By Sajid Anjum,
Muslims are one-third of the world. How can they contribute to saving the earth? The world’s one-third population is not paying attention to their claim in associating themselves with their beloved Prophet Muhammad (PBUH) while He was the staunch advocator for the cause of environmental protection. According to Prophet (Hadith by Al-Bukhari) “There is none amongst the believers who plants a tree, or sows a seed, and then a bird, or a person, or an animal eats thereof, but it is regarded as having given a charitable gift”[for which there is great recompense].
On various occasions, it’s been reported that the Prophet had given plenty of importance toward cultivation of land; better treatment for animals; special concern for the preservation of water, plant and birds.
Importance of planting a tree in Islam
Citing the Prophet’s concern about plants, Qumruzzaman Azmi, Secretary General of the World Islamic Mission, Manchester (UK), said that Prophet says, if a person is dying and he or she gets the chance to plant a tree then do it before dying. Azmi further quoted the Prophet “if the people knew the importance and benefit of planting a tree, there wouldn’t be a single place on earth left treeless.”
According to a prominent Muslim scholar, Dr. Al-Qaradawi, Prophet said “He who cuts a lote-tree (without justification), God will send him to Hellfire. (this is a much needed tree found in the desert area with scarce vegetation)
This Hadith gives value to even one tree so we can figure out that how much destructive it is in destroying millions of trees; spoiling the earth’s resources; causing destruction for ozone layer etc.
Encouraging to cultivate wasteland
In order to protect the natural resources and preserve the balance existing between the diverse elements of nature in the environment, Al-Qaradawi further quotes the Prophet who not only encouraged the sustainable use of fertile lands, He also told his followers of the benefits of making unused land productive: planting a tree, sowing a seed and irrigating dry land were all regarded as charitable deeds. “Whoever brings dead land to life, that is, cultivates wasteland, for him is a reward therein.”
Essentially, it is prohibited by Islam to let the land set idle for a long time without working it out, quoted by Iqbal Nadvi from ICNA (Islamic Circle of North America).
For the purpose of saving water, the Prophet strictly abstained His followers from wasting a single drop of water while making Wadu(a ritual of removing impurity) . He also recommended repeating each thing not more than three times while performing Wudu, even if they are sitting near lake, river or a flowing spring.
In fact, there are innumerable instances which substantiate the intimate relation of the Prophet with Earth, Water, Land and Animal. In the context of treating birds, He says “If anyone wrongfully kills even a sparrow, let alone anything greater, he will face God’s interrogation” [Mishkat al Masabih].
Reducing animal cruelty
Prophet Muhammad (PBUH) taught his followers to be gentle and cautious at the time of slaughtering animals. He advised to use sharp knives following a civilized method in slaughtering the animals so that it could minimize the risk of hurting and facilitating them to die quickly with little pain.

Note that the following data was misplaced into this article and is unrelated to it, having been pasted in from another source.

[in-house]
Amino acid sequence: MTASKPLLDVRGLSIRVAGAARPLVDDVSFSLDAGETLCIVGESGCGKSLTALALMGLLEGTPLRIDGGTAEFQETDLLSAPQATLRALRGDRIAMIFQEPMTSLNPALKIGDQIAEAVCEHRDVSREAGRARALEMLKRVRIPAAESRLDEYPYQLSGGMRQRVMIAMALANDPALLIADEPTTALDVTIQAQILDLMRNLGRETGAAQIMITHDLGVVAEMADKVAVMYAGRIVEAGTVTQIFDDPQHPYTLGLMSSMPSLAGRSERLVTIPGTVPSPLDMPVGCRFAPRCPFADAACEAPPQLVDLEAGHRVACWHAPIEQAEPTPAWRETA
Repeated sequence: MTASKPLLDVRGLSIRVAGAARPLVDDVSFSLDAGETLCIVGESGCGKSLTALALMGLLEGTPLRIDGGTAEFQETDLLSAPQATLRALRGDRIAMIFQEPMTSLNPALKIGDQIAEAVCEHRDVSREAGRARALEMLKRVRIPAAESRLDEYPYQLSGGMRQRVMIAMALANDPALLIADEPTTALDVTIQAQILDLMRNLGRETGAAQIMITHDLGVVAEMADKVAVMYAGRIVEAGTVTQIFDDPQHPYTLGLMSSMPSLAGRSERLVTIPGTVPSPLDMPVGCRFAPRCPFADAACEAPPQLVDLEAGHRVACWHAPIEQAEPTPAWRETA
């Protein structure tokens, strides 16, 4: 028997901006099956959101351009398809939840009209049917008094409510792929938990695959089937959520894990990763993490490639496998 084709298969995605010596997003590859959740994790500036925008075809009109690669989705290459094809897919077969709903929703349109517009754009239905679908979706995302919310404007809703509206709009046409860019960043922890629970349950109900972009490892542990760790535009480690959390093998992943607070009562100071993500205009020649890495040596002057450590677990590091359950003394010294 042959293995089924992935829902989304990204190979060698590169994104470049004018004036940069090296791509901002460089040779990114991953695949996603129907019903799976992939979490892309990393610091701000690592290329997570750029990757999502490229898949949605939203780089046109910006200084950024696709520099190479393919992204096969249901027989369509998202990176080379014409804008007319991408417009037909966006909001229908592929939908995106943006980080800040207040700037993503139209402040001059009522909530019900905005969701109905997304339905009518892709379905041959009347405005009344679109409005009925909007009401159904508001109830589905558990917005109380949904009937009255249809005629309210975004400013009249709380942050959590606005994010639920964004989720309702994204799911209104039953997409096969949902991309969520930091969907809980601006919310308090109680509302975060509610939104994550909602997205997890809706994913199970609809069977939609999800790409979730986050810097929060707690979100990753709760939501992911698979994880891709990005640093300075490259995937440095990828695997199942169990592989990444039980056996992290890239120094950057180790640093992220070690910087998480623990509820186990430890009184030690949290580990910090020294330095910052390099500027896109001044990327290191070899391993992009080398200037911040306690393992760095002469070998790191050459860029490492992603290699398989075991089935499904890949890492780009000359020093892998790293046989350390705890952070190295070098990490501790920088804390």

However, He forbade sharpening the knives and slaughtering any animal in the presence of other animals which, essentially, shows the dignity toward the animal. Prophet used to give special consideration to camel and horses as the most useful animal for journey and battle.
Addressing in Cairo, US President Barack Obama inspired the Muslim World by inculcating them:” As a student of history, I also know civilization’s debt to Islam. It was Islam – at places like Al-Azhar University – that carried the light of learning through so many centuries, paving the way for Europe’s Renaissance and Enlightenment.”
The Qur’an says, mankind holds a privileged position among God’s creations on earth: he is chosen as khalifa (vice-regent), and carries the responsibility of caring for God’s earthly creations. Each individual is given this task and privilege in the form of God’s trust. But the Qur’an repeatedly warns believers against arrogance: they are no better than other creatures.
“No creature is there on earth nor a bird flying with its wings but they are nations like you [Qur’an 6:38]”; “Surely the creation of the heavens and the earth is greater than the creation of man; but most people know not [Qur’an 40:57]”.
In the thesis, submitted into UNO, Professor Dr. Farooq Hassan, President Pakistan Ecology Council, says: protecting the environment and eco-systems of the earth are a major concern of the Islamic Faith. If the situation of the environment keeps deteriorating at the present rate, there
will ultimately be no life, no property and no religion left.
As we face the effects of pollution and water scarcity in some parts of the world and floods and violent storms elsewhere, now it’s time for the world community as a whole, Muslims, Christians and Jews, Hindus and Buddhists, atheists and agnostics, to take a leaf out of the Prophet’s book and address the current environmental crisis seriously and wisely.
(The author is working as Media Specialist with Canada-based South Asian Media Hub. Email: [email protected])